It turns out that there are in fact several reasons one should be skeptical of such an audacious claim. First of all, there was no noticeable effect of the drinking age on suicide and homicide rates among the general population exposed to the law change--only when the results were separated by gender was any sort of pattern noticed, and only among women born after 1960. The fact that men (who tend to drink more than women, and who also are more likely to kill themselves and others) were completely unaffected is very difficult to explain away assuming the effect is genuine. Secondly, the odds ratios were fairly small, 1.12 and 1.15, and any odds ratios less than 2.0 ought to be taken with a grain of salt (if not a whole pound). It could very likely be the result of chance, bias, or confounding factors. Thirdly, the study only looked at where the individuals were born, not where they lived at age 18. Fourthly, comparing the USA with countries with lower drinking ages does not appear to support the claim that allowing 18-20 year olds to drink results in higher homicide and suicide rates. For example, Canadians of both genders have lower homicide rates than Americans, and suicide rates that are intermediate between the lower 48 states and Alaska.
Unfortunately, we were unable to access the full text of the study, so we don't know what confounders (if any) the authors attempted to adjust for, except for state and birth-year fixed effects. However, since summaries of the study say that the effect was seen in 38 out of 39 states, that implies that the 12 states that did not change the drinking age at all (remained at 21 throughout) were not included. This is important since that would be a rudimentary way to test for secular trends, as we have done in this previous post. So many other things have changed during that time, making it difficult to tease out the impact of the drinking age change. And why weren't women (or men for that matter) born before 1960 affected? This study seems to leave the reader with more questions than answers.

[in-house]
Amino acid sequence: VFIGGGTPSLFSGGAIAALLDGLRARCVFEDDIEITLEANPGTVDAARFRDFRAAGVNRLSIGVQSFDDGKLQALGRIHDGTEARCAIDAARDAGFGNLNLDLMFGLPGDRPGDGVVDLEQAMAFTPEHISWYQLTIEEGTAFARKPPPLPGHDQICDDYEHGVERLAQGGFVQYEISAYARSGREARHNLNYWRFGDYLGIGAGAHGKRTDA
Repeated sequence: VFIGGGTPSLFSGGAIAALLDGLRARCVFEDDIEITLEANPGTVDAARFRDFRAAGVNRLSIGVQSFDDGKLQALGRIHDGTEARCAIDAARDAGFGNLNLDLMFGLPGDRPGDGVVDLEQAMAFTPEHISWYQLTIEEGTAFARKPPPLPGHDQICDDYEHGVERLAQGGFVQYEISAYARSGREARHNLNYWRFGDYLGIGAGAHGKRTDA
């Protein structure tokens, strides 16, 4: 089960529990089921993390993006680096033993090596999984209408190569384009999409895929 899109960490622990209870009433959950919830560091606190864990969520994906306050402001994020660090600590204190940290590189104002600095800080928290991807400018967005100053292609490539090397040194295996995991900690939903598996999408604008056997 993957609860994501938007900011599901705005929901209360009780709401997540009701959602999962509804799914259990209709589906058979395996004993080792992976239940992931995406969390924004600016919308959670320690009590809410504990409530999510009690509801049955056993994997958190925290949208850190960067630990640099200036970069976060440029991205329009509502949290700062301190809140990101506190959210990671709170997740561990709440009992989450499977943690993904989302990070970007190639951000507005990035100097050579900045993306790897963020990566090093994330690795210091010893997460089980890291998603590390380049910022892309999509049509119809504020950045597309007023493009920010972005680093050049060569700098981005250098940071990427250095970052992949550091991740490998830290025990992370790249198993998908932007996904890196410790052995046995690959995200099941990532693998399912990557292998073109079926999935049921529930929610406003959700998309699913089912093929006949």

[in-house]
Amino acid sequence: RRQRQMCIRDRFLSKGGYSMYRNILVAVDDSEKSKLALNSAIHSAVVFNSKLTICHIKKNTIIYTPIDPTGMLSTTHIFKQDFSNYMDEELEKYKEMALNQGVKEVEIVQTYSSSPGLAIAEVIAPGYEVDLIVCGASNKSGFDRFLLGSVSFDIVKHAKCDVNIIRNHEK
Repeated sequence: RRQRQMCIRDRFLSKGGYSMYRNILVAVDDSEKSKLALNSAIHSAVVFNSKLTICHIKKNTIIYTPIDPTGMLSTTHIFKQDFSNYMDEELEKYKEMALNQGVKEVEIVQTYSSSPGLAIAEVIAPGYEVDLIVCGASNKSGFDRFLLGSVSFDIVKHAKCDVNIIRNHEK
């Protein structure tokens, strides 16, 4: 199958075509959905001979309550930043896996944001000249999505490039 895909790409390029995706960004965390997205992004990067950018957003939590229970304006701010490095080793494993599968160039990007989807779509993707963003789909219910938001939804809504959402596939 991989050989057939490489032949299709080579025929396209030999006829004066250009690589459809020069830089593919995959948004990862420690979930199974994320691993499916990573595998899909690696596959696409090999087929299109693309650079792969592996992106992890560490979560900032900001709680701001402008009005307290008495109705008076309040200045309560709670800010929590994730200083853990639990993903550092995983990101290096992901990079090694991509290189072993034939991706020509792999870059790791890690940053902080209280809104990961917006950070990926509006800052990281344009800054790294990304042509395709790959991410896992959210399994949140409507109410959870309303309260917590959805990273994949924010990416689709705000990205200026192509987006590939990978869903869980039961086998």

The true believers in the 21 drinking age will need a lot more convincing in the error of their ways, however. That's why we took the initiative and looked up the mortality data ourselves in the publicly available CDC WONDER database. And here is what we found:
The above charts look at the female homicide and suicide rates of various age cohorts (15-19, 20-24, 25-34, 35-44, and 45-54) for the years 1979-1998. The study we are critiquing used the years 1990-2004 instead of 1979-1998, but we felt the latter would be more appropriate since a) the WONDER data are grouped into 1979-1998 and 1999-2007, each with somewhat different death codes, and b) more cohorts would be included. Voila--there is essentially no difference in the patterns of either rate over time between the various groups of states (all states, states that were always 21, and states that were 18 at some time) despite changes in the legal drinking age.